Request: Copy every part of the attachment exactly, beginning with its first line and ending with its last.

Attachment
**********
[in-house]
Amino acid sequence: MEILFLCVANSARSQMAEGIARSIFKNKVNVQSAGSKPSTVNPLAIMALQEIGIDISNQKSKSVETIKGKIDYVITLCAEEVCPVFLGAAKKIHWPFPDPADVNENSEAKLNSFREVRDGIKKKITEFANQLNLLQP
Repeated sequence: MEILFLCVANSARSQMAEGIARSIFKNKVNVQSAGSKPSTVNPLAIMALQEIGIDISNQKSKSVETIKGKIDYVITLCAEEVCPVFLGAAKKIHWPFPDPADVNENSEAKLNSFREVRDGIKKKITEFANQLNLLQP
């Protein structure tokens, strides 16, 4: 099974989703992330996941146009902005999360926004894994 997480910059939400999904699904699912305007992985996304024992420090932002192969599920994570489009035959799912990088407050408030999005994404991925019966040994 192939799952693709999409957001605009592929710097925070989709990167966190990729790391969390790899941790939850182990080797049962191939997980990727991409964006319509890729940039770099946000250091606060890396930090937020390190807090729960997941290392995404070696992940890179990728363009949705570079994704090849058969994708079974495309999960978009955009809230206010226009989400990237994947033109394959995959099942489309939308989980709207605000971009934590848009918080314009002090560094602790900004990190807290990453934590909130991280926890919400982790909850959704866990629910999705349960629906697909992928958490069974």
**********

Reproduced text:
[in-house]
Amino acid sequence: MEILFLCVANSARSQMAEGIARSIFKNKVNVQSAGSKPSTVNPLAIMALQEIGIDISNQKSKSVETIKGKIDYVITLCAEEVCPVFLGAAKKIHWPFPDPADVNENSEAKLNSFREVRDGIKKKITEFANQLNLLQP
Repeated sequence: MEILFLCVANSARSQMAEGIARSIFKNKVNVQSAGSKPSTVNPLAIMALQEIGIDISNQKSKSVETIKGKIDYVITLCAEEVCPVFLGAAKKIHWPFPDPADVNENSEAKLNSFREVRDGIKKKITEFANQLNLLQP
């Protein structure tokens, strides 16, 4: 099974989703992330996941146009902005999360926004894994 997480910059939400999904699904699912305007992985996304024992420090932002192969599920994570489009035959799912990088407050408030999005994404991925019966040994 192939799952693709999409957001605009592929710097925070989709990167966190990729790391969390790899941790939850182990080797049962191939997980990727991409964006319509890729940039770099946000250091606060890396930090937020390190807090729960997941290392995404070696992940890179990728363009949705570079994704090849058969994708079974495309999960978009955009809230206010226009989400990237994947033109394959995959099942489309939308989980709207605000971009934590848009918080314009002090560094602790900004990190807290990453934590909130991280926890919400982790909850959704866990629910999705349960629906697909992928958490069974």